The markets can be interesting with the Canadian TSX and US S&P500 both up around 3.4% in October, the US index was up 25.3% and the Canadian index was up 18.97% for the year until Nov. 30,2019 not including dividends.

It is important to look both at the short and long term performance.

In this newsletter I will get into:

  • Market commentary
  • Use of Intelligent Debt

Things are looking better with some momentum into year-end however price appreciation may already be mostly baked in. With a potential changing of guard in January we will wait to see what comes in the new year and look to add to positions in February if there is a sell-off between now and then.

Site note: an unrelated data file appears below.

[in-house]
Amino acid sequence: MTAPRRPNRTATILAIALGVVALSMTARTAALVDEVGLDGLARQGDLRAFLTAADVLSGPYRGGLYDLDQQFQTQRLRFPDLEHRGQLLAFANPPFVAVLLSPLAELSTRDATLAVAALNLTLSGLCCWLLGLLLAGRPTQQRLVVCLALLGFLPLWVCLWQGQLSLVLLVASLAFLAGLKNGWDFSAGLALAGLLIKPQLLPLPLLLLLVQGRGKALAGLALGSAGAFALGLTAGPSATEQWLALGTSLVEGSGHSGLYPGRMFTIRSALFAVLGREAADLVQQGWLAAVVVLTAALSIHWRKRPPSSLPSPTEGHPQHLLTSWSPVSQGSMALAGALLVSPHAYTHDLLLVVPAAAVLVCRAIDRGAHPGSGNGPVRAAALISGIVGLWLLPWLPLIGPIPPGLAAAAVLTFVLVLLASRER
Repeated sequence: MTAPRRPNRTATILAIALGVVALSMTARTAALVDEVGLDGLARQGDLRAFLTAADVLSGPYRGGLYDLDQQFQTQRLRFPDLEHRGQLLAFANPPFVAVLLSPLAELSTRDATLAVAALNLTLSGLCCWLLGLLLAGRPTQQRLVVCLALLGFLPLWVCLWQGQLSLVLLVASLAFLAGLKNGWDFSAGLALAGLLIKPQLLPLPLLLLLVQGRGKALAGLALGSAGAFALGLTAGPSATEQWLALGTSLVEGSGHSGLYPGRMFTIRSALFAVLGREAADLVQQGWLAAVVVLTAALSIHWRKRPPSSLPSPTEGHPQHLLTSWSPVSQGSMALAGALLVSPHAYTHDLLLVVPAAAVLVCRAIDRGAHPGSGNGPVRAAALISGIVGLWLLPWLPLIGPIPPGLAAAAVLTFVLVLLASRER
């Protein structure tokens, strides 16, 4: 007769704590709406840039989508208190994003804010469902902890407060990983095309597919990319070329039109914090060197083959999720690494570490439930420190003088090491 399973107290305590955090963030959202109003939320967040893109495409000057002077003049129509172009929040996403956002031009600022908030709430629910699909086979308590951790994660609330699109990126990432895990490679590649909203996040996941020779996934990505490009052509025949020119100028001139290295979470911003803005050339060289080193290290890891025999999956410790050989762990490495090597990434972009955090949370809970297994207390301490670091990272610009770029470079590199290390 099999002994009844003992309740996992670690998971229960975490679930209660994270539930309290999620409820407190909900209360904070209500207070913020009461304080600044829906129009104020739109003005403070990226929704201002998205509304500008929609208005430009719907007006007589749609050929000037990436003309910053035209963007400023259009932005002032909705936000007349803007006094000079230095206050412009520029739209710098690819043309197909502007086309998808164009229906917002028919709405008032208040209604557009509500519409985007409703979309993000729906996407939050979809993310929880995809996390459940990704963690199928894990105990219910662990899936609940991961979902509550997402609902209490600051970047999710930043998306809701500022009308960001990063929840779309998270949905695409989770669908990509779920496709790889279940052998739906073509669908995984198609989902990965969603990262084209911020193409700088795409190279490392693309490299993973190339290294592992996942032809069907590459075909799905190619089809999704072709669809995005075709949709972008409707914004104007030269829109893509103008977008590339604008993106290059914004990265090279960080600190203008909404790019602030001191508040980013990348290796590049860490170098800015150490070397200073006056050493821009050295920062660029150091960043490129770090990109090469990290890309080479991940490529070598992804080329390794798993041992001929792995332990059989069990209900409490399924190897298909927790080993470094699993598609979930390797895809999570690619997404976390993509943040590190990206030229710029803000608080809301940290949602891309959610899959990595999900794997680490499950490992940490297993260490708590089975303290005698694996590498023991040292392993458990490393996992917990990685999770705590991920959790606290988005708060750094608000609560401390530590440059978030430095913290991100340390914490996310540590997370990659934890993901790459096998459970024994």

Sometimes investment managers realign their portfolio for the December 31 financial statements there can be some changes in January as they realign again for the expectations. This could help the previous momentum however caution should be given to the trade rhetoric coming out of Washington and Beijing.

Given that 2019 has been a solid year of rebound from the 2018 fourth quarter sell-off and we’ve hit new highs, with an increase in trade rhetoric I could see January being a little soft and a good buying opportunity.

At the time of writing my January feeling of softness could turn into December.

Overall the markets will continue to move around as the trade news continues to develop. The morning of Dec 3. Trump told reporters:

“In some ways, I like the idea of waiting until after the election for the China deal, but they want to make a deal now and we will see whether or not the deal is going to be right,”